“Despite the claimed reverence for puritan ideals, the Victorian era brought numerous challenges to Christianity, including the growing trends of materialism, rationalism, communism, and "higher criticism" of the Bible.” (WEB). There was a lot of controversy going on at that time so people were beginning to doubt their religion and the church, these people who were against God were seen as immoral just as Dracula seen as. Just like Mina and Lucy were infected by sinful blood, the people in that time were also brainwashed by scientists to believe that religion was not true. However Bram Stoker reinforced his universal truth to show that in this context, religion was the good and that scientists were the bad of that time. “A great number of people were habitual church-goers, at least once and probably twice, every Sunday. The Bible was frequently and widely read by people of every class; so too were religious stories and allegories.” (WEB). Although some people went astray of their religion, a large part of the population was still true to their roots and followed religious practices. The church’s main goal was to increase its followers, usually the ones off track were brought back only when the doubt was destroyed; Mina’s process of conversion was stopped the same when Dracula was destroyed. Being religious meant the god would keep you in health and if you were evil then you would have a terrible life. Stoker described
Because the Victorian Era was an age so heavily influenced by religion, it is hardly surprising, that Bram Stoker’s Dracula contains many religious references. The Victorian Era was a time period from 1837 to 1901, during which Queen Victoria reigned in the United Kingdom. During this time, women were expected to be quiet, proper, and pure. All people were expected to attend church, and sexuality was incredibly censored. Religion played an influencing role in Victorian art including visual and literary. Likewise, the fear of being sinful, or not following the Bible was still a fear from the under educated members of society. The prominent branches of Christianity in this era, Protestants and Catholics, dominated the popular culture of western societies. Given the religious context of the Victorian Era, Vampires in Bram Stoker’s Dracula represent sin and have inherently sinful behavior, whereas the humans represents goodness and religion, no matter which kind of religion.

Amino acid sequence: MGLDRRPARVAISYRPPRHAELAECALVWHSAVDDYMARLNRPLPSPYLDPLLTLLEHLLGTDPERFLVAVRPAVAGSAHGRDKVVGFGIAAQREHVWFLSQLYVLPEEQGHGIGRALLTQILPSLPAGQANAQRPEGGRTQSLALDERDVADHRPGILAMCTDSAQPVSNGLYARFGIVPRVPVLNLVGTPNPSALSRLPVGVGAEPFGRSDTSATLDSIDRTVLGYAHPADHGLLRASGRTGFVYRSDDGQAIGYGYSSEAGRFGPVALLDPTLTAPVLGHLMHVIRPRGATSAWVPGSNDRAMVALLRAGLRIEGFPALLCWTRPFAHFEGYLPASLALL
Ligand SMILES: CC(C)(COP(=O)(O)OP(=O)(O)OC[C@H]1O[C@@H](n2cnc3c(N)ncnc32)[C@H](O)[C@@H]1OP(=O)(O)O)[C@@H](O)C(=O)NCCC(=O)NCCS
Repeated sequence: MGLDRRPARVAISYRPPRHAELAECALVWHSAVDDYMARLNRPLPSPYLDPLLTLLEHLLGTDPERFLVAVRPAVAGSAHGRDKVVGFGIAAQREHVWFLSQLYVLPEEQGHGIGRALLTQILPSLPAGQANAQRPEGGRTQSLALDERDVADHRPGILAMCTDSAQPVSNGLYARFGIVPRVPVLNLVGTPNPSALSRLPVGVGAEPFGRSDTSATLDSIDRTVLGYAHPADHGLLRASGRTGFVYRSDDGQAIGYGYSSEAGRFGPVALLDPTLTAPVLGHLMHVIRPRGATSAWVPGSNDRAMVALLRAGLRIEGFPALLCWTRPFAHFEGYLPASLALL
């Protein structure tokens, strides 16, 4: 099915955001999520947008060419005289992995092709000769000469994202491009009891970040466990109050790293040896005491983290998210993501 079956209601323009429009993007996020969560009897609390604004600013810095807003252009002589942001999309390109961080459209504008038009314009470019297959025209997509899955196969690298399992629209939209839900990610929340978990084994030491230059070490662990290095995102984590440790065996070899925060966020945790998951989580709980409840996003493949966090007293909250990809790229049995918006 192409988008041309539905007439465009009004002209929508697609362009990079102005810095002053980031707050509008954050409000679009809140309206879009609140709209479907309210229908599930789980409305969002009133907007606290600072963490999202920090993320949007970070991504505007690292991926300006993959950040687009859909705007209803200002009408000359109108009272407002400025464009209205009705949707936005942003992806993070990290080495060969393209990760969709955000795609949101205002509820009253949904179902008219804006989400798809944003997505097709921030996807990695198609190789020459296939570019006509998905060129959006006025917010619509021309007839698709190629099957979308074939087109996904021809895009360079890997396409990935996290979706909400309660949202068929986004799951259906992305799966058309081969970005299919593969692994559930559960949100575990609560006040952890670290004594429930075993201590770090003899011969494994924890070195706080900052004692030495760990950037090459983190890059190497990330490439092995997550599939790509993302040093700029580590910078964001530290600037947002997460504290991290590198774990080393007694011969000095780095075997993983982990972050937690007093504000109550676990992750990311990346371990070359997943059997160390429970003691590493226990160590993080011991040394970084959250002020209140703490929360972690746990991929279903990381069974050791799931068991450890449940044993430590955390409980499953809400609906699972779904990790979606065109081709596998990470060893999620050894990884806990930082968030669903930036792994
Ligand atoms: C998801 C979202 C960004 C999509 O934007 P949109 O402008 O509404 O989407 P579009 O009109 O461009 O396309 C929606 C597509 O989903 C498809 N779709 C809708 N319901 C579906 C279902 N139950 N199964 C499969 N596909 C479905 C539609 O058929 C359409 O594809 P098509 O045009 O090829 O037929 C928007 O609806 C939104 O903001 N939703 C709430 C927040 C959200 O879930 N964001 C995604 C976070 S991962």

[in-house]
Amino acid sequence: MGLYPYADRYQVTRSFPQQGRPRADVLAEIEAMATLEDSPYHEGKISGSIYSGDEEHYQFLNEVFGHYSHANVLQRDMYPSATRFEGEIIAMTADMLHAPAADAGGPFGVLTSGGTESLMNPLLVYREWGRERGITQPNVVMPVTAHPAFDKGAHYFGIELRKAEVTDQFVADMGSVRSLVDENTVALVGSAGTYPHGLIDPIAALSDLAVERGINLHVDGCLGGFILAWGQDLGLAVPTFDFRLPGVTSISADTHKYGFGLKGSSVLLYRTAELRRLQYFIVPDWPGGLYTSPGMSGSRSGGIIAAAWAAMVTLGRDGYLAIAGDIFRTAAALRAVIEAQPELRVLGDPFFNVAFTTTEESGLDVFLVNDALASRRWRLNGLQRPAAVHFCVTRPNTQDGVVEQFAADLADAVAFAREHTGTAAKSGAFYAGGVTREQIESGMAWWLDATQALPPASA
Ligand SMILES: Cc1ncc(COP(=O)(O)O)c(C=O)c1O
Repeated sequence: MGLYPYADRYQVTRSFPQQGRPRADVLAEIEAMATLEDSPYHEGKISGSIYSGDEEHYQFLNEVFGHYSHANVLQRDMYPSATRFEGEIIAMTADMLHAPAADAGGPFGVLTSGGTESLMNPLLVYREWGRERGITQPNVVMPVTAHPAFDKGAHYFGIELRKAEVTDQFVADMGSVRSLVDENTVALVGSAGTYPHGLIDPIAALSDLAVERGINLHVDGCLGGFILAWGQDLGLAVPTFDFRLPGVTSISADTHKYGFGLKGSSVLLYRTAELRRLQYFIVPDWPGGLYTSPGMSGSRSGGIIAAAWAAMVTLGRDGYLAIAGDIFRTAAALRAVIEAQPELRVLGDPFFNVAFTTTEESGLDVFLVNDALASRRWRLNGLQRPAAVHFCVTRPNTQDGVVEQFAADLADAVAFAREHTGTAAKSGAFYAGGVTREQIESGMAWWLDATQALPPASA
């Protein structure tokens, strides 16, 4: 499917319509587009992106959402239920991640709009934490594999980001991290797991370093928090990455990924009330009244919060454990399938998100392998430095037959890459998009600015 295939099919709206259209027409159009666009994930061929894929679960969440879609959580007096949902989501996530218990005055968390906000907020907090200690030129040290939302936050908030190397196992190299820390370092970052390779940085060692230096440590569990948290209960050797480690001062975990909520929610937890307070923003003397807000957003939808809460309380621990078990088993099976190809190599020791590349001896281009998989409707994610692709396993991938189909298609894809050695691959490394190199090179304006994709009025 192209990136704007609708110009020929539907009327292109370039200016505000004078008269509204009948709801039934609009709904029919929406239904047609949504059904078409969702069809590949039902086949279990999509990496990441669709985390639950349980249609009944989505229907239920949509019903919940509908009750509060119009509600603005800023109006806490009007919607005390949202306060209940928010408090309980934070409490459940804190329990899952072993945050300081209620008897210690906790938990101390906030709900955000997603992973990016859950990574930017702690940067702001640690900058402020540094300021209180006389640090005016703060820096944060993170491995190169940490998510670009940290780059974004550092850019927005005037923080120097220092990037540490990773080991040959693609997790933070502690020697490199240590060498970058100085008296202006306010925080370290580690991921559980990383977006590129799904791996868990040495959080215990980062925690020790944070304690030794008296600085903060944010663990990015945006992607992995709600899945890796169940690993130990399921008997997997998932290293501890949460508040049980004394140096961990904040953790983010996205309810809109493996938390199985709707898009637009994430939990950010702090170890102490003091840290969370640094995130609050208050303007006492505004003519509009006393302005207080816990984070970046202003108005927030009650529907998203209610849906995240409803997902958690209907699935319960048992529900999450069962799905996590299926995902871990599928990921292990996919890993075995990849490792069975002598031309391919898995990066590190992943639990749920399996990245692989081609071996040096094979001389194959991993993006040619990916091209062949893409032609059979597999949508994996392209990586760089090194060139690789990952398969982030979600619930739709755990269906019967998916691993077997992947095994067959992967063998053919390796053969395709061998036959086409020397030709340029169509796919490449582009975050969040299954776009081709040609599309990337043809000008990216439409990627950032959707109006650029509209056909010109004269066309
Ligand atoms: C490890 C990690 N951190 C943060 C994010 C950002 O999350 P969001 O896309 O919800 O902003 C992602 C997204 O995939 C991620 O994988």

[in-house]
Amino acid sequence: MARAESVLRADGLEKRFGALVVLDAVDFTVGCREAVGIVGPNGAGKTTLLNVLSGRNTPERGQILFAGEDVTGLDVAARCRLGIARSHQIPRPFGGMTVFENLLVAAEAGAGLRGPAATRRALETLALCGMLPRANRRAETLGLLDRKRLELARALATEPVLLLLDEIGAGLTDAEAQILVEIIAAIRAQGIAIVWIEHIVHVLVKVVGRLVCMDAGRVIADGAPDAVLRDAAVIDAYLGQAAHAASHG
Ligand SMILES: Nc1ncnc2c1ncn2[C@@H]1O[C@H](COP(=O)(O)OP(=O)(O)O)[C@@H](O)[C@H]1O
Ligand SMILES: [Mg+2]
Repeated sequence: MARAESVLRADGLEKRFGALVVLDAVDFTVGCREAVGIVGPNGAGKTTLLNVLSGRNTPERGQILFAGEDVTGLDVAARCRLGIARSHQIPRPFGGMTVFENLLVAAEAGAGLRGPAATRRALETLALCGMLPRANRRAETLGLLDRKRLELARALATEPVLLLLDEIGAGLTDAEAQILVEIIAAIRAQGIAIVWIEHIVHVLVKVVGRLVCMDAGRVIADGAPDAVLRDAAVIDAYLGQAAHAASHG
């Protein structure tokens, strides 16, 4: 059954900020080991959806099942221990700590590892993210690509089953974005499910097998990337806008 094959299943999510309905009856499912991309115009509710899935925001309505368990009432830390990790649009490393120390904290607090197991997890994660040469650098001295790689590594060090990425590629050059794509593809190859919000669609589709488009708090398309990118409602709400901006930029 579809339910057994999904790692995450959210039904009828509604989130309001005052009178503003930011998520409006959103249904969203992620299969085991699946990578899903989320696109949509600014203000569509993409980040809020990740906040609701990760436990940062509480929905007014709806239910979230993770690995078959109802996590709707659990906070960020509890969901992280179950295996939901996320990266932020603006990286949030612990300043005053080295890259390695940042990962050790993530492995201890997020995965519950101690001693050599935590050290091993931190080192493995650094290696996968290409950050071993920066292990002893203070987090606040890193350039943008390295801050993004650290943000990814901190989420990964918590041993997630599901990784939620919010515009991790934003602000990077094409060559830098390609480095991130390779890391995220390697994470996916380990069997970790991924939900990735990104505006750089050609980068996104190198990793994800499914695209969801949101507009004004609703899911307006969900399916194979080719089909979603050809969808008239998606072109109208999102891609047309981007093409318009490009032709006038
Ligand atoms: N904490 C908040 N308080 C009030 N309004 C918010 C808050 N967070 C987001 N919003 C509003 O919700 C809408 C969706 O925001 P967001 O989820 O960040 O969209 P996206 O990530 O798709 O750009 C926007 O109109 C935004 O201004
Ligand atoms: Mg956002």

A key element of the fantasy / horror / gothic genres is to fascinate and intrigue readers through stories that pose the “what if” questions, thereby teaching us something new about the society we live in. Sometimes these stories are helpful in explaining difficult concepts of good and evil, science and religion. In Bram Stoker’s Dracula and Richard Matheson’s I Am Legend, the mythical horror creatures, the vampires, have many differences in their mythical abilities, functionality and origin; however, they both serve to underline themes that remind the reader of what makes us human and what defines us as ultimately good or evil. Stoker’s Count Dracula is the product of a religious strike against the antagonist whereas the vampires in I Am